Voting Bill Blocked by Republican Filibuster After Emotional Debate

WASHINGTON — Voting legislation that Democrats and civil rights groups argued is vital for protecting democracy was blocked Wednesday by a Republican filibuster, a setback for President Joe Biden and his party after a raw, emotional debate.

The Democrats had the potential to vote on the Senate rules amendment immediately to override the filibuster, and to approve the bill by a simple majority. The rules change also went down as Biden was unable to convince two senators from his party Kyrsten Sinema (Arizona) and Joe Manchin (West Virginia), to modify the Senate procedure for the one bill.
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“This is not just another routine day in the Senate, this is a moral moment,” said Sen. Raphael Warnock, D-Ga.

Although the initial vote passed 49 to 51, it was short of the 60 required votes to move on over the filibuster. Senate Majority Leader Chuck Schumer (D-N.Y.) voted against the bill for procedural reasons.

Nighttime voting was the culmination of a day filled with piercing discussion. It also echoed an earlier time when senator filibuster had been used in long speeches by civil rights opponents.

Voting rights activists are concerned that Republican-led state legislatures across the country are making it harder for Black Americans to vote. They are consolidating polling sites, ordering additional changes and requiring specific types of ID.

Congress Voting Bills
Senate Television via AP The image comes from Senate Television. This is Sen. Joe Manchin of West Virginia speaking on the U.S. Senate floor Wednesday, January 19, 2022 at the U.S. Capitol.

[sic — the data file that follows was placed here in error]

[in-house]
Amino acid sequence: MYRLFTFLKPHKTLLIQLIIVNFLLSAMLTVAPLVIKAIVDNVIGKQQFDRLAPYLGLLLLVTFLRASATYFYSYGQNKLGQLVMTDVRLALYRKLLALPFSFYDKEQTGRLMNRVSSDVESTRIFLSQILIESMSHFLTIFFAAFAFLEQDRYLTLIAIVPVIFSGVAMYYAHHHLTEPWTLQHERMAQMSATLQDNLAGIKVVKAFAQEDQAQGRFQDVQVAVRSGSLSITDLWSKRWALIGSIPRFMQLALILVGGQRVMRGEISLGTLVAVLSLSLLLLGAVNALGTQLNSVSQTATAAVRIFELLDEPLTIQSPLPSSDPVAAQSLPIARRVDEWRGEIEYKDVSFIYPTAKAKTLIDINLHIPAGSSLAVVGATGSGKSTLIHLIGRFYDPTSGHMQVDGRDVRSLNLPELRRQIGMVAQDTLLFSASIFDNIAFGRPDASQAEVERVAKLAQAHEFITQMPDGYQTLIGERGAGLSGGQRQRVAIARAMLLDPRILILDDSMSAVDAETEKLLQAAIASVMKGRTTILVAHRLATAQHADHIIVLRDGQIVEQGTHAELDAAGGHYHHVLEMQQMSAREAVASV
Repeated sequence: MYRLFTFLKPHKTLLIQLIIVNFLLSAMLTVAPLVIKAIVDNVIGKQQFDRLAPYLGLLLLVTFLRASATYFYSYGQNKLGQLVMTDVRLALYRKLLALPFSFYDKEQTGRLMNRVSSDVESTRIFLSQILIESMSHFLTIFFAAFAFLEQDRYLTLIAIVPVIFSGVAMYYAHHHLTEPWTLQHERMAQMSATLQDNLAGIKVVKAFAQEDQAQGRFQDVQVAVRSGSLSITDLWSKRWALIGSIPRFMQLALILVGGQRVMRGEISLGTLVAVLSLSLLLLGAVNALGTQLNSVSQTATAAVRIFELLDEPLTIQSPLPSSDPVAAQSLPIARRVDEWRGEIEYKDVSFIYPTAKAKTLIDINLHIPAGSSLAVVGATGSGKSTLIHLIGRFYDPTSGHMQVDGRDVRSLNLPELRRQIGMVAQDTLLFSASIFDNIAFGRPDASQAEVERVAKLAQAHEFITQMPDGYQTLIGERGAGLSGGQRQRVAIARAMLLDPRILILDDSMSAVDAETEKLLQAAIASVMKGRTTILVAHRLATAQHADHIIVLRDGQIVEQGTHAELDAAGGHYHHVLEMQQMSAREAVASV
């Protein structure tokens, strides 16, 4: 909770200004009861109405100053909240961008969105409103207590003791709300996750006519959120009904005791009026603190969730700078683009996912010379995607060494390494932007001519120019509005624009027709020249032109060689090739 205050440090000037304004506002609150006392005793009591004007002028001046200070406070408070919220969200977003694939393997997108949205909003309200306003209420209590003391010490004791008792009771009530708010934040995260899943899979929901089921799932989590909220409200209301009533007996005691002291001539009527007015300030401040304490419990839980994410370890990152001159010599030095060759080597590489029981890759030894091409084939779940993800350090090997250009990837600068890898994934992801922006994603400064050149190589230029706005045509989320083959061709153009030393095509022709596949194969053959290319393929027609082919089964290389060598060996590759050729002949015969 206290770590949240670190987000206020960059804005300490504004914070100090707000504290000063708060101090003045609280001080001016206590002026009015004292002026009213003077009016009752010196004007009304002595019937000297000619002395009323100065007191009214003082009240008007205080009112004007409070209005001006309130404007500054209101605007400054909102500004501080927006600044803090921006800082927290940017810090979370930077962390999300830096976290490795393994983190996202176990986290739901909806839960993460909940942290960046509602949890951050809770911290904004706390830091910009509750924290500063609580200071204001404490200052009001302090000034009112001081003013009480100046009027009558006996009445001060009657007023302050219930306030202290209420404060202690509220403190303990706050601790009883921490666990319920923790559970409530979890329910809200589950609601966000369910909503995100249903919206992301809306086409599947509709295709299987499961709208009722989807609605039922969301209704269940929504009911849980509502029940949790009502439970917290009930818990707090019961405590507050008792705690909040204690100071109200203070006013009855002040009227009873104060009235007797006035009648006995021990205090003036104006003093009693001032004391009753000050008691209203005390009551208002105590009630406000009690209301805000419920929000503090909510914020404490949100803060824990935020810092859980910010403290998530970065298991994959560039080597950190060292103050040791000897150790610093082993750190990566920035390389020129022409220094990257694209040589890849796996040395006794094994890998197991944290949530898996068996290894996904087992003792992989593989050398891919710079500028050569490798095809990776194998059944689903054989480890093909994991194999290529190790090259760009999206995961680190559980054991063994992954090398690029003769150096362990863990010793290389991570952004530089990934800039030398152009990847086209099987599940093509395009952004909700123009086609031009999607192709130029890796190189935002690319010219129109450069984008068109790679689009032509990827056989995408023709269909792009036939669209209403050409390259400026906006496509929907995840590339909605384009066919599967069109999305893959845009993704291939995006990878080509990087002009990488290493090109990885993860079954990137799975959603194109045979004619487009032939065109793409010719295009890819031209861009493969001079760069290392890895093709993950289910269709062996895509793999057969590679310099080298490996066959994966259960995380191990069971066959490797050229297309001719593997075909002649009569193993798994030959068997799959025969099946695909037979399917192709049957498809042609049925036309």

Kamala Harris, Vice President of Kamala Harris presided and was able to cast an important tiebreaking vote in the 50-50 Senate.

Democrats chose to continue despite the risk of losing at high stakes in a turbulent time for Biden, his party and Democrats. Biden is marking his first year in office with his priorities stalling out in the face of solid Republican opposition and the Democrats’ inability to unite around their own goals. But the Democrats wanted to force senators on the record — even their own party’s holdouts — to show voters where they stand.

“I haven’t given up,” Biden said earlier at a White House news conference.

Sinema and Manchin survived criticism from Black civil rights leaders, but they are now at risk of further political fallout. Other groups as well as their peers may try to pull out support.

Learn More Biden Votes to End Filibuster on Voting Rights

Schumer contended the fight is not over and he ridiculed Republican claims that the new election laws in the states will not end up hurting voter access and turnout, comparing it to Donald Trump’s “big lie” about the 2020 presidential election.

The Democrats’ bill, the Freedom to Vote: John R. Lewis Act, would make Election Day a national holiday, ensure access to early voting and mail-in ballots — which have become especially popular during the COVID-19 pandemic — and enable the Justice Department to intervene in states with a history of voter interference, among other changes. The House has approved it.

Sinema, Manchin, and Sinema both say that they support the legislation. However, they do not want to amend Senate rules. With a 50-50 split, Democrats have a narrow Senate majority — Harris can break a tie — but they lack the 60 votes needed to overcome the GOP filibuster.

Instead, Schumer put forward a more specific rules change for a “talking filibuster” on this one bill. This would make senators sit at their desks, exhaust all the debate and vote with a simple majority. It is not the existing practice which permits senators to express their opinions privately.